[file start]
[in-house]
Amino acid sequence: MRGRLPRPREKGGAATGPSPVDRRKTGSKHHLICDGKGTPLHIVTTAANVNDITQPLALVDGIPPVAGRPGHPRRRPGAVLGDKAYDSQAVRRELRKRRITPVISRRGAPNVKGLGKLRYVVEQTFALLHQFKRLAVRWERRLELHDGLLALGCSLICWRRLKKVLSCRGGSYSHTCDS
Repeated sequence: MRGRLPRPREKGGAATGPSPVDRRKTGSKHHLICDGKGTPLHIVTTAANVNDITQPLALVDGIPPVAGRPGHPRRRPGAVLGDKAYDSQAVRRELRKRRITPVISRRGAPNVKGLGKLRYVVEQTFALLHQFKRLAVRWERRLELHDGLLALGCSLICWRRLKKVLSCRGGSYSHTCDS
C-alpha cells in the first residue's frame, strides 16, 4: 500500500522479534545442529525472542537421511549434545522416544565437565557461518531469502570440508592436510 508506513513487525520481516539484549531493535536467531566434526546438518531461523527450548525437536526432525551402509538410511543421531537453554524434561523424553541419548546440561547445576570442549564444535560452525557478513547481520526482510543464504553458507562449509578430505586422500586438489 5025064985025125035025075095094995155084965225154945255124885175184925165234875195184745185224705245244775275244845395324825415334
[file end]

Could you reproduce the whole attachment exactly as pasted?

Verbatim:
[in-house]
Amino acid sequence: MRGRLPRPREKGGAATGPSPVDRRKTGSKHHLICDGKGTPLHIVTTAANVNDITQPLALVDGIPPVAGRPGHPRRRPGAVLGDKAYDSQAVRRELRKRRITPVISRRGAPNVKGLGKLRYVVEQTFALLHQFKRLAVRWERRLELHDGLLALGCSLICWRRLKKVLSCRGGSYSHTCDS
Repeated sequence: MRGRLPRPREKGGAATGPSPVDRRKTGSKHHLICDGKGTPLHIVTTAANVNDITQPLALVDGIPPVAGRPGHPRRRPGAVLGDKAYDSQAVRRELRKRRITPVISRRGAPNVKGLGKLRYVVEQTFALLHQFKRLAVRWERRLELHDGLLALGCSLICWRRLKKVLSCRGGSYSHTCDS
C-alpha cells in the first residue's frame, strides 16, 4: 500500500522479534545442529525472542537421511549434545522416544565437565557461518531469502570440508592436510 508506513513487525520481516539484549531493535536467531566434526546438518531461523527450548525437536526432525551402509538410511543421531537453554524434561523424553541419548546440561547445576570442549564444535560452525557478513547481520526482510543464504553458507562449509578430505586422500586438489 5025064985025125035025075095094995155084965225154945255124885175184925165234875195184745185224705245244775275244845395324825415334